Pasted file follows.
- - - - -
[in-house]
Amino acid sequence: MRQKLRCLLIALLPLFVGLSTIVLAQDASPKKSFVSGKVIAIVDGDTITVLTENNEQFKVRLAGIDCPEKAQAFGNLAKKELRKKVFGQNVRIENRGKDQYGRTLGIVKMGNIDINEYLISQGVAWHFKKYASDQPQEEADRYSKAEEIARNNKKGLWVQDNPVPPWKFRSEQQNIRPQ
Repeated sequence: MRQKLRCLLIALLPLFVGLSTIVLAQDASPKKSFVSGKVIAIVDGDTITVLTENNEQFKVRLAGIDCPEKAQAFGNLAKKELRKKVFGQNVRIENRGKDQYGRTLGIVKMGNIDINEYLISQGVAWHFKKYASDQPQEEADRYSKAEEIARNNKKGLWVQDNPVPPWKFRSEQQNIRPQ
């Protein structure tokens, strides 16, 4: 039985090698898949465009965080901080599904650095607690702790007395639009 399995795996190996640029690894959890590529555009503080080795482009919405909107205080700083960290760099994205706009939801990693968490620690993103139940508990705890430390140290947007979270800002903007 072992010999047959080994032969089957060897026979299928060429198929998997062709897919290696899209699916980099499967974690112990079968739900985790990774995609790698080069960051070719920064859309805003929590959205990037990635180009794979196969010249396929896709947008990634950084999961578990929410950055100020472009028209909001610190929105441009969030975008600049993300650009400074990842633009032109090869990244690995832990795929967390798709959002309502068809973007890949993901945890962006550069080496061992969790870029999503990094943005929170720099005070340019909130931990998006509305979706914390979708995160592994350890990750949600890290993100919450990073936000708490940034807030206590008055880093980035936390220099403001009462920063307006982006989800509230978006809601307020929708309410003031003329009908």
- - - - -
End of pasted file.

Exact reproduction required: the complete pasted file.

[in-house]
Amino acid sequence: MRQKLRCLLIALLPLFVGLSTIVLAQDASPKKSFVSGKVIAIVDGDTITVLTENNEQFKVRLAGIDCPEKAQAFGNLAKKELRKKVFGQNVRIENRGKDQYGRTLGIVKMGNIDINEYLISQGVAWHFKKYASDQPQEEADRYSKAEEIARNNKKGLWVQDNPVPPWKFRSEQQNIRPQ
Repeated sequence: MRQKLRCLLIALLPLFVGLSTIVLAQDASPKKSFVSGKVIAIVDGDTITVLTENNEQFKVRLAGIDCPEKAQAFGNLAKKELRKKVFGQNVRIENRGKDQYGRTLGIVKMGNIDINEYLISQGVAWHFKKYASDQPQEEADRYSKAEEIARNNKKGLWVQDNPVPPWKFRSEQQNIRPQ
């Protein structure tokens, strides 16, 4: 039985090698898949465009965080901080599904650095607690702790007395639009 399995795996190996640029690894959890590529555009503080080795482009919405909107205080700083960290760099994205706009939801990693968490620690993103139940508990705890430390140290947007979270800002903007 072992010999047959080994032969089957060897026979299928060429198929998997062709897919290696899209699916980099499967974690112990079968739900985790990774995609790698080069960051070719920064859309805003929590959205990037990635180009794979196969010249396929896709947008990634950084999961578990929410950055100020472009028209909001610190929105441009969030975008600049993300650009400074990842633009032109090869990244690995832990795929967390798709959002309502068809973007890949993901945890962006550069080496061992969790870029999503990094943005929170720099005070340019909130931990998006509305979706914390979708995160592994350890990750949600890290993100919450990073936000708490940034807030206590008055880093980035936390220099403001009462920063307006982006989800509230978006809601307020929708309410003031003329009908």